I’m 28 but I’ve been going to the GA for a long long time. It’s hard for me, when discussing the future of the CBF, to get beyond a couple basic facts: giving continues to decline significantly, down from a 16 million budget to a 12 million budget in just two years and the elimination of 25% of the CBF’s staff back in January.

    Of course, recommendations are to be made for next year’s gathering in Fort Worth. I just wonder if CBF has waited too long to move forward with a restructuring. The decline is terribly steep and happening fast.

    I guess the question for me is not, what is the future of CBF. The question is, what will the CBF even look like in 2012-2013.

    1. “I’m fine w/ no adjective…Baptist will do.”

      I would only challenge one thing, change that to baptist. It’s more universal and represents historic baptist principles as opposed to a specific group of baptists.

      I agree whole-heartedly with your concerns over the future of CBF. I have said, for a few years now, that if they don’t change drastically and quickly they won’t survive. For me, though, it’s only partially a funding issue. That is obviously important to keep the organization running, field personnel supported (the ones that aren’t self-supported, anyway), etc. But I genuinely think that it’s a perspective issue. In so many ways they have copied the 20th century denominational structure that is, frankly, on life support.

      1. I’m in the Baptist history field. I see capital B Baptists as comprising a tradition (a movement that became a tradition) within Protestantism that traces its history back 401 years or so.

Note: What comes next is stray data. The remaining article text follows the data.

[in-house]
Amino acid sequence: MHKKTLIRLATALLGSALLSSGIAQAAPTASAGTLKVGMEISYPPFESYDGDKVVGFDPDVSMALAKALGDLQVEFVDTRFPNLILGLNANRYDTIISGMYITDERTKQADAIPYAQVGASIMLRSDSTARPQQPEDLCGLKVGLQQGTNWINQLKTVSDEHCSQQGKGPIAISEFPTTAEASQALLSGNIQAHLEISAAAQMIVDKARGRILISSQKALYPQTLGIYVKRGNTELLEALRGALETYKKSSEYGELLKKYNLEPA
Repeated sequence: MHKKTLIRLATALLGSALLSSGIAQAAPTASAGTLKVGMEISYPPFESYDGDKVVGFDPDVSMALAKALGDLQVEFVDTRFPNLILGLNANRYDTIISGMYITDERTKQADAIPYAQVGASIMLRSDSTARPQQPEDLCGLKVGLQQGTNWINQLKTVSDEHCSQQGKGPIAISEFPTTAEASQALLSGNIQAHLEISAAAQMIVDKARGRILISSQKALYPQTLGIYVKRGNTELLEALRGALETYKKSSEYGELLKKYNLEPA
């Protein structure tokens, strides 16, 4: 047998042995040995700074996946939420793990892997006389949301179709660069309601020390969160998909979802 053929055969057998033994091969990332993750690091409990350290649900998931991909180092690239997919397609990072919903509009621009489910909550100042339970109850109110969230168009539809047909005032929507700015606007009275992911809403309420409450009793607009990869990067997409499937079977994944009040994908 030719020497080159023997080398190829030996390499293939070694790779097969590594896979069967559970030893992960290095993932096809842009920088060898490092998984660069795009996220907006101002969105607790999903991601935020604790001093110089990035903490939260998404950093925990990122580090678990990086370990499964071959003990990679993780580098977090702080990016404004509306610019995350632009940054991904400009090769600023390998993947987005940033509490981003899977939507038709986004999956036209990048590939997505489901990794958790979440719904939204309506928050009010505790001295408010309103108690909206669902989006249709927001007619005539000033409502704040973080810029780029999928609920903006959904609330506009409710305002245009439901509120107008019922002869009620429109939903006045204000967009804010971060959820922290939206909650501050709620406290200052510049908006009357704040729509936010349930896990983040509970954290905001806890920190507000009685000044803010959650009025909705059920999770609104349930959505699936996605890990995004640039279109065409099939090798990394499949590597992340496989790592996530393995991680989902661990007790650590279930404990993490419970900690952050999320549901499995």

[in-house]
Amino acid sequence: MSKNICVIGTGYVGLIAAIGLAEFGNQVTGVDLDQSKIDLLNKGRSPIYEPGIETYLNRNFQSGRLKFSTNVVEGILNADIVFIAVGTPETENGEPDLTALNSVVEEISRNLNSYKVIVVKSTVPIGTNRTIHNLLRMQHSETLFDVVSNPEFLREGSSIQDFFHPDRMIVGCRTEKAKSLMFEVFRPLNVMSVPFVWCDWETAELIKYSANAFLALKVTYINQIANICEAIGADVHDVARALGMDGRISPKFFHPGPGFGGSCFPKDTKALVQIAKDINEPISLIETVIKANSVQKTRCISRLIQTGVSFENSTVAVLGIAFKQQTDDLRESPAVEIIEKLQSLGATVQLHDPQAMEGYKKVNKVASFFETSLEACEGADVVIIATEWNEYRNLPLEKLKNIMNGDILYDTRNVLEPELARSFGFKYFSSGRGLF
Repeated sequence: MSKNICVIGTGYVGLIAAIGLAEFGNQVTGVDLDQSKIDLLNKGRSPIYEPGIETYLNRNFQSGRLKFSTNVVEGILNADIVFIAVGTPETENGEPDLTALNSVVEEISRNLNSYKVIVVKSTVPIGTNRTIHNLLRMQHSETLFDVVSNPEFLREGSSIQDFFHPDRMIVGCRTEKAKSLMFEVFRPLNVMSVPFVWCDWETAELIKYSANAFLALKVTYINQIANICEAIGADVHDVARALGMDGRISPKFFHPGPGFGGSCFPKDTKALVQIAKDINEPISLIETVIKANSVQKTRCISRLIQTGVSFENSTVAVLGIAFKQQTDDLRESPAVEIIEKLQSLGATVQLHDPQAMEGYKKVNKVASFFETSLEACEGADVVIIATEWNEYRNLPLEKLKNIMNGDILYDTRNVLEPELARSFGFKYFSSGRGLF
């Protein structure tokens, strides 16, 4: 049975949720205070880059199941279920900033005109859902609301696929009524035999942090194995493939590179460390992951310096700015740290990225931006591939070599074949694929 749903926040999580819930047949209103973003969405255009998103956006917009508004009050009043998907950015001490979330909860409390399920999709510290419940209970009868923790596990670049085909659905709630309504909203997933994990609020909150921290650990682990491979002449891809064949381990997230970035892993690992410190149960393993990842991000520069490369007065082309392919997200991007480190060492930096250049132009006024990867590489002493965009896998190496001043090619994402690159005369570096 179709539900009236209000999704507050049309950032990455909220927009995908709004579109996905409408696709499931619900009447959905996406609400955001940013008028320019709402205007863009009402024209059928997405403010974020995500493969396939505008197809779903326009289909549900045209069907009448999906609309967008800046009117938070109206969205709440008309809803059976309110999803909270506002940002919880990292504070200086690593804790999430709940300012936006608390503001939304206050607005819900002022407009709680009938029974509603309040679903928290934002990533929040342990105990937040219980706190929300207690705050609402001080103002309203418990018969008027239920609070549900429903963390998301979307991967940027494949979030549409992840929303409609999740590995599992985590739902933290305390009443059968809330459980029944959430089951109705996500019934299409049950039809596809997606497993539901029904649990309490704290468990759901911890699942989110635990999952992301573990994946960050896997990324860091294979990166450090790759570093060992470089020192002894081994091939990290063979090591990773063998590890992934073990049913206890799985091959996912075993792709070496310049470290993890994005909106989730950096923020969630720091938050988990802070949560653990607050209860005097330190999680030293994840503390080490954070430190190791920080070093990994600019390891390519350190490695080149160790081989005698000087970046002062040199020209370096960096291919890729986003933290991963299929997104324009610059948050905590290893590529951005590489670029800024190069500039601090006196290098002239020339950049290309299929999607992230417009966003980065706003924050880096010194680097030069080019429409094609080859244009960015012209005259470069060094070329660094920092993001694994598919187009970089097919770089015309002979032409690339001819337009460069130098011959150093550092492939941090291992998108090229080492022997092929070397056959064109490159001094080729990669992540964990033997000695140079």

While I’m of course interested in ecumenical engagement with the larger Christian community, I want to celebrate the Baptist tradition just as Catholics and Methodists celebrate their traditions.

        After all, those principles are related to a movement which evolved into a tradition and are rooted in history. I think, for example that there have been enough differences between Baptists and Anabaptists over the centuries that it’s best to not lump both traditions under a small b baptist category.

        There are, as you know, some theologians (McClendon, etc.) who have advocated for the small b baptist label. However, most, if not all, historians have intentionally chosen not to go that route – for good reason in my opinion.

        With regard to the CBF, I can’t blame a denominational structure per se. There are some denominations that have avoided the bloated bureaucracy and successfully streamlined to become effective w/ low-overhead, etc. A denominational structure isn’t necessarily a bad thing.